Omaha, Neb. — Nebraska lawmakers will return to their session Monday for the first time in almost four months with most of the same challenges they faced back in March, plus new questions about how the coronavirus will affect the state budget.
Most lawmakers still want to lower property taxes and pass a new tax incentive program for businesses, although it doesn’t appear that either measure can pass by itself because of the potential cost to the state.
Rural lawmakers are pushing for the property tax measure to ease pressure on farmers and ranchers, while the business incentives are mostly of interest to Omaha and Lincoln senators.
Property taxes and the incentives bill are arguably the most high-profile issues senators will confront, along with the potential impact of the coronavirus on the state. Lawmakers are also expected to consider legislation to further clamp down on abortion rights and impose anti-bias training requirements for police.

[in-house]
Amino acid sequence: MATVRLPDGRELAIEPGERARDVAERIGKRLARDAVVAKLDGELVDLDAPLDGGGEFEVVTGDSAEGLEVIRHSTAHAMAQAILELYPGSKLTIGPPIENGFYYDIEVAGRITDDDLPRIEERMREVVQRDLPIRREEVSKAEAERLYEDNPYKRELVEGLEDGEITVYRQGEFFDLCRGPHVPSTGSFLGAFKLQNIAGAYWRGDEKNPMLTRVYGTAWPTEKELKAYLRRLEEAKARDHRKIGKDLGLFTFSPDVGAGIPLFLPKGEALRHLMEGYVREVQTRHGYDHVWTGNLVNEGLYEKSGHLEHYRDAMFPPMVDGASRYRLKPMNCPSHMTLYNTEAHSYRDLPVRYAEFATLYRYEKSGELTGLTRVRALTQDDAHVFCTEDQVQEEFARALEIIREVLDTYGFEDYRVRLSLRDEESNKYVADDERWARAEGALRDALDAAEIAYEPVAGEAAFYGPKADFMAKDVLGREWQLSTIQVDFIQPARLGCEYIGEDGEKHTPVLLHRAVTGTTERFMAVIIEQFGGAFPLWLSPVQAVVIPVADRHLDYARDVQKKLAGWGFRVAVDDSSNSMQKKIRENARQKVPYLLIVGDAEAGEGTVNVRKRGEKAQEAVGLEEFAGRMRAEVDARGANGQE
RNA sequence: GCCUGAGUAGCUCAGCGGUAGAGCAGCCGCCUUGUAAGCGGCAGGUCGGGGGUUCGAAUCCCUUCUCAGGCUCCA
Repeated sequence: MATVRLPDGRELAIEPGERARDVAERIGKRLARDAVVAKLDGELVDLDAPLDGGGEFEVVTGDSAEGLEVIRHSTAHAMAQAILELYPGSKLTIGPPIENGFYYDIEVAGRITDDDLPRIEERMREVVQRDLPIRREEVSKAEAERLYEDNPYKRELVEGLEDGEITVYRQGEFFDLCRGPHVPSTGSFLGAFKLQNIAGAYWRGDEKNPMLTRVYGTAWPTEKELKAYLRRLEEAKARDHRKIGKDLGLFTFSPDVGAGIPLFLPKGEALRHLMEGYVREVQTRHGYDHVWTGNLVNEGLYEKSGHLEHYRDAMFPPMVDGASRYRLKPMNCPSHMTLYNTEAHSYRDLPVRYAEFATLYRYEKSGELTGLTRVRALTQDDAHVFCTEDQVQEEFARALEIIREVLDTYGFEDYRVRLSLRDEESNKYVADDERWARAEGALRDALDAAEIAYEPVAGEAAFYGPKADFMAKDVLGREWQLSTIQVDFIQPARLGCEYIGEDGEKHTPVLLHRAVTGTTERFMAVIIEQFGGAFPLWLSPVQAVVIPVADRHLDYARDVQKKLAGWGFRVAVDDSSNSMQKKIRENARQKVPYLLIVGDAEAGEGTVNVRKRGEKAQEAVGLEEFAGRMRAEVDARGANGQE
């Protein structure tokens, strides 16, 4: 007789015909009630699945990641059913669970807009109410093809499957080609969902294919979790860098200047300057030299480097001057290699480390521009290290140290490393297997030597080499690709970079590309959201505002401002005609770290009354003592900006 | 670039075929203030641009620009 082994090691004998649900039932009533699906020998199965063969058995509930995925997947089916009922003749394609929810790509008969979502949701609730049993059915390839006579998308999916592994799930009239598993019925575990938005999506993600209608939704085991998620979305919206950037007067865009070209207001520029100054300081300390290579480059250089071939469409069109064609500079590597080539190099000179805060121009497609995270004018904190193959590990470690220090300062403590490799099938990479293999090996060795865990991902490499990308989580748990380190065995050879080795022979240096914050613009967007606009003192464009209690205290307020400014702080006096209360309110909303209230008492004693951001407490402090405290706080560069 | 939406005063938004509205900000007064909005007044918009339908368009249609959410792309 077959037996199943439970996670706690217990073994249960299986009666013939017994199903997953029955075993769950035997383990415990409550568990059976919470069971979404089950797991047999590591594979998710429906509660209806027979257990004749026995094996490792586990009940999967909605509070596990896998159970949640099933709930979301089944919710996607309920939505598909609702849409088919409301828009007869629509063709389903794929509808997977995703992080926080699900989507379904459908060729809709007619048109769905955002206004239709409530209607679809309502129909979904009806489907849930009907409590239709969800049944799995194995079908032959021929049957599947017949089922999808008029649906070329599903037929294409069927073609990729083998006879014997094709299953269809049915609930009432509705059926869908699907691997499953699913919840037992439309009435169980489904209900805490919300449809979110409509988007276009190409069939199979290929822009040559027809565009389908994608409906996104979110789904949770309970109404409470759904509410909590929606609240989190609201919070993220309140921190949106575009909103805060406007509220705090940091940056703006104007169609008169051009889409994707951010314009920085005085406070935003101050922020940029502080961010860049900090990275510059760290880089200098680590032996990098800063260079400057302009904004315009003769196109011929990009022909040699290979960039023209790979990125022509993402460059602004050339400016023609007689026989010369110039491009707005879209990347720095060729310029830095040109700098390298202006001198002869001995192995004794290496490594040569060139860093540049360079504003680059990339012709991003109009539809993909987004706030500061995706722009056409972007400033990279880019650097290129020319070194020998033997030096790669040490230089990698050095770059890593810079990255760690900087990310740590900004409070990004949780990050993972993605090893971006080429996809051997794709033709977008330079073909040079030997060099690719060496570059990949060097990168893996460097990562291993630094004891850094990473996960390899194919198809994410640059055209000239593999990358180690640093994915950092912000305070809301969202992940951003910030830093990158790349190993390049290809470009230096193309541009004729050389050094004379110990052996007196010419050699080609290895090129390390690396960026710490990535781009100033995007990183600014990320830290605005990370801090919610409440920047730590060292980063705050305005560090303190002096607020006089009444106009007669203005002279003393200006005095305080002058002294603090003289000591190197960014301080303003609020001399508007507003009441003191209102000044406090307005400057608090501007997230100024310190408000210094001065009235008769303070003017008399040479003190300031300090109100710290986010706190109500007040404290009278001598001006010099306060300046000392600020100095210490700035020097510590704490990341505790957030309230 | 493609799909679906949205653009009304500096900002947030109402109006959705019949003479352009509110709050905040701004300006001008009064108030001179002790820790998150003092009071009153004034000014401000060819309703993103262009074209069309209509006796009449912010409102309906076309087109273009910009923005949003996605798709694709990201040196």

The training bill was on their radar before several high-profile police killings of Black citizens, but it’s likely to gain new significance in the wake of Black Lives Matter protests.
Lawmakers were forced to suspend their session on March 25 after passing an emergency coronavirus funding bill. It was the 43rd day of their 60-day session, and lawmakers are now bracing for long days and late nights until their new scheduled adjournment on Aug. 13.